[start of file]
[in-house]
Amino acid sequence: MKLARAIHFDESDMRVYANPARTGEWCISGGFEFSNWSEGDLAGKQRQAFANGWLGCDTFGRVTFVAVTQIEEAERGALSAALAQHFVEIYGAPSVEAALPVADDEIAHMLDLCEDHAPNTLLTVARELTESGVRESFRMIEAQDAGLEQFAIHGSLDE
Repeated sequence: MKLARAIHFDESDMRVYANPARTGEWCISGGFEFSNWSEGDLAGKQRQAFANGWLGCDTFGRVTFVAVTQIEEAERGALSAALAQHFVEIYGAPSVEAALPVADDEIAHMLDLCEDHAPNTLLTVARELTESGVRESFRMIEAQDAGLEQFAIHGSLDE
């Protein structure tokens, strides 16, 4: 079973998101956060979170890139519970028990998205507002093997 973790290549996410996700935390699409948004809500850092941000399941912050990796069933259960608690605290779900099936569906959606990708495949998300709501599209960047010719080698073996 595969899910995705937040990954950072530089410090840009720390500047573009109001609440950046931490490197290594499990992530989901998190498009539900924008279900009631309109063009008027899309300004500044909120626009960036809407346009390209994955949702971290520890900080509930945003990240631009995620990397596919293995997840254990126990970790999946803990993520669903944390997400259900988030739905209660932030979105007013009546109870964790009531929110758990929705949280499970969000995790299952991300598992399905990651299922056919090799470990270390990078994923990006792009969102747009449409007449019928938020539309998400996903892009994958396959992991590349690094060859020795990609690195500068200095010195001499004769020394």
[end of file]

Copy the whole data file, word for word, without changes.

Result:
[in-house]
Amino acid sequence: MKLARAIHFDESDMRVYANPARTGEWCISGGFEFSNWSEGDLAGKQRQAFANGWLGCDTFGRVTFVAVTQIEEAERGALSAALAQHFVEIYGAPSVEAALPVADDEIAHMLDLCEDHAPNTLLTVARELTESGVRESFRMIEAQDAGLEQFAIHGSLDE
Repeated sequence: MKLARAIHFDESDMRVYANPARTGEWCISGGFEFSNWSEGDLAGKQRQAFANGWLGCDTFGRVTFVAVTQIEEAERGALSAALAQHFVEIYGAPSVEAALPVADDEIAHMLDLCEDHAPNTLLTVARELTESGVRESFRMIEAQDAGLEQFAIHGSLDE
């Protein structure tokens, strides 16, 4: 079973998101956060979170890139519970028990998205507002093997 973790290549996410996700935390699409948004809500850092941000399941912050990796069933259960608690605290779900099936569906959606990708495949998300709501599209960047010719080698073996 595969899910995705937040990954950072530089410090840009720390500047573009109001609440950046931490490197290594499990992530989901998190498009539900924008279900009631309109063009008027899309300004500044909120626009960036809407346009390209994955949702971290520890900080509930945003990240631009995620990397596919293995997840254990126990970790999946803990993520669903944390997400259900988030739905209660932030979105007013009546109870964790009531929110758990929705949280499970969000995790299952991300598992399905990651299922056919090799470990270390990078994923990006792009969102747009449409007449019928938020539309998400996903892009994958396959992991590349690094060859020795990609690195500068200095010195001499004769020394």